Hop Valley Trail
This trail loses about 1,050 feet as it meanders northwest through sunny fields and past Gambel oak, partly following an old jeep road and then a stream, before arriving at La Verkin Creek. Many hikers continue on the La Verkin Creek/Kolob Arch trails to see Kolob Arch.
The beginning of the trail takes you through some rather deep sand, so if your gear includes gaiters (cloth or leather leg coverings that keep the sand out), wear them. After passing through the hiker gate in the fence, marking the beginning of an inholding (privately owned property within the park), you'll be sharing space with cattle from spring through fall. Follow the four-wheel-drive road, marked by fence posts when it becomes almost too faint to see, until you reach the stream at the bottom of Hop Valley. Follow the stream or cattle trails along it down the valley, and shortly Langston Canyon will come in from the right, sometimes contributing a trickle of water to the stream. About .5 mile farther, another fence marks the end of the inholding, and the stream sinks into the sand and disappears in summer. A sign marks where the trail leaves the wash and climbs a hill. After climbing the hill, the trail follows a steep descent into the valley of La Verkin Creek. Camping is allowed outside the inholding, and shady sites can be found among the pines not far from the wash. From here you can head to Kolob Arch, about .75 miles away, explore the La Verkin Creek system, or return to the Hop Valley Trail Head. If you see any cattle outside the inholding, notify the Park Service when you finish your hike. Hikers should plan on allotting a full day for this walk.
13.4 miles RT. Moderate to difficult. Access: Trail head on Kolob Terrace Rd., about 13 miles north of Virgin.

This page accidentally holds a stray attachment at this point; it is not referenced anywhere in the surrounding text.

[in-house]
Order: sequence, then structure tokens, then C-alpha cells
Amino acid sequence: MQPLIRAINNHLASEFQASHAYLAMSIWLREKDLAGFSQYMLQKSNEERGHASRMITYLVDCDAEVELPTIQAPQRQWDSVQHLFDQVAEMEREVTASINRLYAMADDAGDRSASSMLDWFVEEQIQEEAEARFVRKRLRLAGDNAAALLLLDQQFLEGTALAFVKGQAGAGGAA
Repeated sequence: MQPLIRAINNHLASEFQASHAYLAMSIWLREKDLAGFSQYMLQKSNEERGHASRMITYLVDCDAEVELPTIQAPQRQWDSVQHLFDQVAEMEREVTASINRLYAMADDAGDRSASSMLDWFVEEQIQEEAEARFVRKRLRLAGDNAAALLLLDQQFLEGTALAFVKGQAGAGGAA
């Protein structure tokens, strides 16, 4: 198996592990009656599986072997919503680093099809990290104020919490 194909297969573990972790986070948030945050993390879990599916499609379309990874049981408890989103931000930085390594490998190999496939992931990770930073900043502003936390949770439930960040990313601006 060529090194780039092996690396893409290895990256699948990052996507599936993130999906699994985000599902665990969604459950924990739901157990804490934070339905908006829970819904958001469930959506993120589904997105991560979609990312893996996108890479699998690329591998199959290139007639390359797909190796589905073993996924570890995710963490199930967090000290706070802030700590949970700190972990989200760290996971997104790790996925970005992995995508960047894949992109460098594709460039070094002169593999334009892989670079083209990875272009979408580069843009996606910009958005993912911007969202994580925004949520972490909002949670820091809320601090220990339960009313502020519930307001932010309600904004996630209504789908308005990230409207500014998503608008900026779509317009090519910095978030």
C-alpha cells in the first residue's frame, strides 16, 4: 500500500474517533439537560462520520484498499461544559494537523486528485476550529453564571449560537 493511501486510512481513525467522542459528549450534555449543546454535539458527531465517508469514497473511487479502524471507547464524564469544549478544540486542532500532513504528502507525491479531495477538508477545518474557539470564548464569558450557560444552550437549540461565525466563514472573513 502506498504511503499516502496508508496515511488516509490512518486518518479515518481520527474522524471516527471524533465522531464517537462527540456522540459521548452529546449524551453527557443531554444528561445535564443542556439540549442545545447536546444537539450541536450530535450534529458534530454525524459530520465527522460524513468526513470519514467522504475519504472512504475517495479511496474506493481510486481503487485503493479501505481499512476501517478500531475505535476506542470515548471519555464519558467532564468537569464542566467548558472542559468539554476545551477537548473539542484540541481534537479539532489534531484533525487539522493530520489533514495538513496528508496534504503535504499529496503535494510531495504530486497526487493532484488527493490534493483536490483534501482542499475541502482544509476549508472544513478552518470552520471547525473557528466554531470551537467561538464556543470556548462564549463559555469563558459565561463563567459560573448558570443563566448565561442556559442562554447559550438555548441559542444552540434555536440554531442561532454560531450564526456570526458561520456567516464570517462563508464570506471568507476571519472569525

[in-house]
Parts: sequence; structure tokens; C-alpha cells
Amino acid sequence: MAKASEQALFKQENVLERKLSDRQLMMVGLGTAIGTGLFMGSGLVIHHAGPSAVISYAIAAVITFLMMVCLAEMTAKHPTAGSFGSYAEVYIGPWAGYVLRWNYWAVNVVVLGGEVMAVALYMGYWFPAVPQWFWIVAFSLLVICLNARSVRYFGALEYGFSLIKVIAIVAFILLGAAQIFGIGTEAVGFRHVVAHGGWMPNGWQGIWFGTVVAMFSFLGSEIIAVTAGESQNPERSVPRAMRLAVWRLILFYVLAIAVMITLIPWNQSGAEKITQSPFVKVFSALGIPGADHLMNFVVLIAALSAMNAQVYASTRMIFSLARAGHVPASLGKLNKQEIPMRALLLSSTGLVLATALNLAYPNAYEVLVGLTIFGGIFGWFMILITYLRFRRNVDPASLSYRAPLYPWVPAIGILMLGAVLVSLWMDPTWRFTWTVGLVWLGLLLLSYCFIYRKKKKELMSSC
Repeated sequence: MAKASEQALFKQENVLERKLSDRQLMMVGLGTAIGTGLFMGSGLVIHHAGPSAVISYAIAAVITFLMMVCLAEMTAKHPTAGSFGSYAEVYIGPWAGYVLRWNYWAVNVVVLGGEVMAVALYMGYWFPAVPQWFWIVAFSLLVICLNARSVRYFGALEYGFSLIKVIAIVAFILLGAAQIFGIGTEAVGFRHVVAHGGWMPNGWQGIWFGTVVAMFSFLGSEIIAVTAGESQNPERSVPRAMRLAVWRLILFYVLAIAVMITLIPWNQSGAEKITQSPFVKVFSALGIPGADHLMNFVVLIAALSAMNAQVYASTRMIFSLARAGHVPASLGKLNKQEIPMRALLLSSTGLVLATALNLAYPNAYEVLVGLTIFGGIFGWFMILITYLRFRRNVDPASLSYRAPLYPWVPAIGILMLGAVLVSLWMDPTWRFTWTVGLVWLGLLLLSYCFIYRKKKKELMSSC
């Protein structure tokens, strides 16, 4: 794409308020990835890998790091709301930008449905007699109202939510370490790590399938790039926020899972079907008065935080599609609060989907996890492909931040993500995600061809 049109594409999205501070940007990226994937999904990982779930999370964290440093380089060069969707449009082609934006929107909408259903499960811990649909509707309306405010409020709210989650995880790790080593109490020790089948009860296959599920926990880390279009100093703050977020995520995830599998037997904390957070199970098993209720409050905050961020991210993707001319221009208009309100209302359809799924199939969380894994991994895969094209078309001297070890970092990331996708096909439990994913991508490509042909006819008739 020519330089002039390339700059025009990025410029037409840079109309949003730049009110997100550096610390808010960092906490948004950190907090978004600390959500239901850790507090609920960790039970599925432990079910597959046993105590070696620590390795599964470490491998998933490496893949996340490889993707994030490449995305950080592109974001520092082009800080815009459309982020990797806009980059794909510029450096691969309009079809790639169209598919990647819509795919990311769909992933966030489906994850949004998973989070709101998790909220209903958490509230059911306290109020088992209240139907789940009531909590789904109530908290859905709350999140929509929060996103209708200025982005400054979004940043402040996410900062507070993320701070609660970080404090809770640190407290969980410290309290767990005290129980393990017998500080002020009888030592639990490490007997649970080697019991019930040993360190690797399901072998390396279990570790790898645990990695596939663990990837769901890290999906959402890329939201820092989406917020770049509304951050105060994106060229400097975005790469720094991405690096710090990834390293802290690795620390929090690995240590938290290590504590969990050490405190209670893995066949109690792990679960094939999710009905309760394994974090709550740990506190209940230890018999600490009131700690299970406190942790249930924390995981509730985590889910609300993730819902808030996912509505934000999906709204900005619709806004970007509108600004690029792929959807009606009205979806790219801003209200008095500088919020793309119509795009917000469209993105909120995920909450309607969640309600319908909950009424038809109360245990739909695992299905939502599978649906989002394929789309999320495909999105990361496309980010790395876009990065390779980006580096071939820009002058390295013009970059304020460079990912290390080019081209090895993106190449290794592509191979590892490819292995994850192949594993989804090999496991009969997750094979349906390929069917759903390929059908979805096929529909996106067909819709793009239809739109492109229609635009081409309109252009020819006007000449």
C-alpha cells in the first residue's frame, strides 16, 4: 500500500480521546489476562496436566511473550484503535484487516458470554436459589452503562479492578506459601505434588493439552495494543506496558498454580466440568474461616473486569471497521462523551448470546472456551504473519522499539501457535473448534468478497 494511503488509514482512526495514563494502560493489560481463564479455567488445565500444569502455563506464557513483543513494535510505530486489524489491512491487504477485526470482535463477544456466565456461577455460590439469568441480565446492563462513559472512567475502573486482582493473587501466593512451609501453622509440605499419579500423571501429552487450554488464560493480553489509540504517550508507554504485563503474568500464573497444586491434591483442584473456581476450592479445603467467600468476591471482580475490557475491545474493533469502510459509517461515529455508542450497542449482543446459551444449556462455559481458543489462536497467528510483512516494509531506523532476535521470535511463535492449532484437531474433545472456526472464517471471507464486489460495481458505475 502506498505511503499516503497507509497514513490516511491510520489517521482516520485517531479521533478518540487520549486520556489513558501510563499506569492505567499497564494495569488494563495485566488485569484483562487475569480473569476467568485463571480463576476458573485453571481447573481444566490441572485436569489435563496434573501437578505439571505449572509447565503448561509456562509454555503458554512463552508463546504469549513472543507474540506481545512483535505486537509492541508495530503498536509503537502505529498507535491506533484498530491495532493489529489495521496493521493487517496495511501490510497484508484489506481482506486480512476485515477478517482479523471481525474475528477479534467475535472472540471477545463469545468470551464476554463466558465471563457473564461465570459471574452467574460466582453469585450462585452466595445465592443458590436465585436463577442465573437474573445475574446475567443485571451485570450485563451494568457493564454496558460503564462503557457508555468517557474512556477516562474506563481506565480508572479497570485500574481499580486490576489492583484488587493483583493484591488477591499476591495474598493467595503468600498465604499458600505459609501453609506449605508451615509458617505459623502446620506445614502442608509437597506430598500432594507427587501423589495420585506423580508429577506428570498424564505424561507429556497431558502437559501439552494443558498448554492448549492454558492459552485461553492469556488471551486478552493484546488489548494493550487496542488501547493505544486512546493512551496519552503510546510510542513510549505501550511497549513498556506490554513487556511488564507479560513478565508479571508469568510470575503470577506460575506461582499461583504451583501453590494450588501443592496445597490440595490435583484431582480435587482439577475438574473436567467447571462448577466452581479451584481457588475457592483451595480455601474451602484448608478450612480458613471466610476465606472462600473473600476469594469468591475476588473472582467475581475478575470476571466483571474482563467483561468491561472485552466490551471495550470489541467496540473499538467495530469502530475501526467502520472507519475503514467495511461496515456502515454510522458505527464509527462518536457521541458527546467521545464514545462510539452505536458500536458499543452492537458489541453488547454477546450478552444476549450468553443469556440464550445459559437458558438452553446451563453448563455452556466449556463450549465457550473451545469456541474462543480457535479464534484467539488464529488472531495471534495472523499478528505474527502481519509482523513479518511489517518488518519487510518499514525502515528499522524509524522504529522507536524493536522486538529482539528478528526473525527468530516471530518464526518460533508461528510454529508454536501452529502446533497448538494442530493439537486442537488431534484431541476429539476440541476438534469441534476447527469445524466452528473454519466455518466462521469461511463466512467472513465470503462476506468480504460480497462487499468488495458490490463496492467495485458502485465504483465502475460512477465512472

La Verkin Creek/Kolob Arch Trails
La Verkin Creek and its tributaries are responsible for the magnificent canyons cut into the red Navajo sandstone in this section of the park. This hike passes through dry sagebrush flats and forests of conifers, cottonwoods, and box elders; and where water seeps from the stone, hanging gardens astonish the eye. This trail is popular and can be quite busy on summer weekends, in spite of the almost 800-foot net elevation gain of the return trek. From the trail head, you descend to Timber Creek, which is often dry by late summer. Follow it upstream around the base of Shuntavi Butte, Timber Top Mountain, and Gregory Butte; as you climb into a small open bowl, the views widen to the south and east. Soon you'll come to an old corral built by Mormon pioneers, after which there is a short side hike downstream to a series of pretty, though short, waterfalls. Follow La Verkin Creek upstream along the north bank, with Gregory Butte towering overhead on your left and Neagle Ridge jutting up on the right.
When you reach the turnoff to the Kolob Arch Viewpoint, turn left along a tiny tributary with some steep ups and downs on rocky footing for about .5 mile. Then look up -- Kolob Arch soars high overhead about .25 mile away. One of the largest arches in the world, it measures over 300 feet wide. Caution: Going beyond the viewpoint is not recommended, due to the instability of the slopes. Back on the main trail a short way upstream, cross over to Beatty Spring, the official end of this trail, after which you'll find the junction with Hop Valley Trail (heading southeast). You've come about 7 miles and descended to 5,200 feet of elevation. Further exploration upstream takes you to Beartrap Canyon and then up Willis Creek, another 4.5 miles with a further elevation loss of just under 200 feet.
Some people choose to camp on this hike. You can camp at La Verkin Creek, if you have a permit and have been assigned a campsite at the visitor center.
14 miles RT. Moderate heading east, strenuous returning west. Access: Kolob Canyons Rd., at Lee Pass.